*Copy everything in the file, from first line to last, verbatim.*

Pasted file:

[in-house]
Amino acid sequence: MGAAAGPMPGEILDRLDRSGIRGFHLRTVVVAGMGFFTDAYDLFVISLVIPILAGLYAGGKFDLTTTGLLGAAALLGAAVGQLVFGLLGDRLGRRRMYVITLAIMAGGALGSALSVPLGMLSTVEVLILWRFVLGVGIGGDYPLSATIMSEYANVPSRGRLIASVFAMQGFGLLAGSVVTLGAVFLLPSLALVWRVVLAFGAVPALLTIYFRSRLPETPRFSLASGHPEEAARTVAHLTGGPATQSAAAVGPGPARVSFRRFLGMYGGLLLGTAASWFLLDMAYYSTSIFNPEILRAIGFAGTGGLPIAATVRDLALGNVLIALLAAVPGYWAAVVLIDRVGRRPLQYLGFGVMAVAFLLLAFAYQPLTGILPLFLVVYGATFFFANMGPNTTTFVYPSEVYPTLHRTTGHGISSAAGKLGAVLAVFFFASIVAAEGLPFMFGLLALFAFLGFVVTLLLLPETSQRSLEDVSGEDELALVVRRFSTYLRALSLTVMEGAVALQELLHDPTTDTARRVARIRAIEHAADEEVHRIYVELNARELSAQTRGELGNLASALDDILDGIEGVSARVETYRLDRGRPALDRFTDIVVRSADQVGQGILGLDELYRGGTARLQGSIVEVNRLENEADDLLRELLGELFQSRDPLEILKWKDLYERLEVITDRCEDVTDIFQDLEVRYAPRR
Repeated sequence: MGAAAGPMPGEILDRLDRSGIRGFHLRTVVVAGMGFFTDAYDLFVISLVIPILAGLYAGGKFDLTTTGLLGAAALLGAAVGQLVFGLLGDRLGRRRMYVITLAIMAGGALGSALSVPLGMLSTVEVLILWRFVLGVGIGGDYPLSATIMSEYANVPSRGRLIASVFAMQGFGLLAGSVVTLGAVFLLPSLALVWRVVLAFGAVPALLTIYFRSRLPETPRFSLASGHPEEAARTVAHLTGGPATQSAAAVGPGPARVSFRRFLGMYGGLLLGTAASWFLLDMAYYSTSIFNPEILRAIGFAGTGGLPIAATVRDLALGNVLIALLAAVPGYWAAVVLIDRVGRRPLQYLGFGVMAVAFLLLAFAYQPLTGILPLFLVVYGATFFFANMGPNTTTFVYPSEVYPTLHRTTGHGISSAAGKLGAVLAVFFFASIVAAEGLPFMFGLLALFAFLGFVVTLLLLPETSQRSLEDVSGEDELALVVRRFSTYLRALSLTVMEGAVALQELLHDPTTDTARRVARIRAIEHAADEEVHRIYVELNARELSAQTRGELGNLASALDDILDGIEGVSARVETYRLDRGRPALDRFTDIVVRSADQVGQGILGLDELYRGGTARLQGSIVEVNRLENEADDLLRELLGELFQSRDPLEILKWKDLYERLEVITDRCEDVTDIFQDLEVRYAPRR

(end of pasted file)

[in-house]
Amino acid sequence: MGAAAGPMPGEILDRLDRSGIRGFHLRTVVVAGMGFFTDAYDLFVISLVIPILAGLYAGGKFDLTTTGLLGAAALLGAAVGQLVFGLLGDRLGRRRMYVITLAIMAGGALGSALSVPLGMLSTVEVLILWRFVLGVGIGGDYPLSATIMSEYANVPSRGRLIASVFAMQGFGLLAGSVVTLGAVFLLPSLALVWRVVLAFGAVPALLTIYFRSRLPETPRFSLASGHPEEAARTVAHLTGGPATQSAAAVGPGPARVSFRRFLGMYGGLLLGTAASWFLLDMAYYSTSIFNPEILRAIGFAGTGGLPIAATVRDLALGNVLIALLAAVPGYWAAVVLIDRVGRRPLQYLGFGVMAVAFLLLAFAYQPLTGILPLFLVVYGATFFFANMGPNTTTFVYPSEVYPTLHRTTGHGISSAAGKLGAVLAVFFFASIVAAEGLPFMFGLLALFAFLGFVVTLLLLPETSQRSLEDVSGEDELALVVRRFSTYLRALSLTVMEGAVALQELLHDPTTDTARRVARIRAIEHAADEEVHRIYVELNARELSAQTRGELGNLASALDDILDGIEGVSARVETYRLDRGRPALDRFTDIVVRSADQVGQGILGLDELYRGGTARLQGSIVEVNRLENEADDLLRELLGELFQSRDPLEILKWKDLYERLEVITDRCEDVTDIFQDLEVRYAPRR
Repeated sequence: MGAAAGPMPGEILDRLDRSGIRGFHLRTVVVAGMGFFTDAYDLFVISLVIPILAGLYAGGKFDLTTTGLLGAAALLGAAVGQLVFGLLGDRLGRRRMYVITLAIMAGGALGSALSVPLGMLSTVEVLILWRFVLGVGIGGDYPLSATIMSEYANVPSRGRLIASVFAMQGFGLLAGSVVTLGAVFLLPSLALVWRVVLAFGAVPALLTIYFRSRLPETPRFSLASGHPEEAARTVAHLTGGPATQSAAAVGPGPARVSFRRFLGMYGGLLLGTAASWFLLDMAYYSTSIFNPEILRAIGFAGTGGLPIAATVRDLALGNVLIALLAAVPGYWAAVVLIDRVGRRPLQYLGFGVMAVAFLLLAFAYQPLTGILPLFLVVYGATFFFANMGPNTTTFVYPSEVYPTLHRTTGHGISSAAGKLGAVLAVFFFASIVAAEGLPFMFGLLALFAFLGFVVTLLLLPETSQRSLEDVSGEDELALVVRRFSTYLRALSLTVMEGAVALQELLHDPTTDTARRVARIRAIEHAADEEVHRIYVELNARELSAQTRGELGNLASALDDILDGIEGVSARVETYRLDRGRPALDRFTDIVVRSADQVGQGILGLDELYRGGTARLQGSIVEVNRLENEADDLLRELLGELFQSRDPLEILKWKDLYERLEVITDRCEDVTDIFQDLEVRYAPRR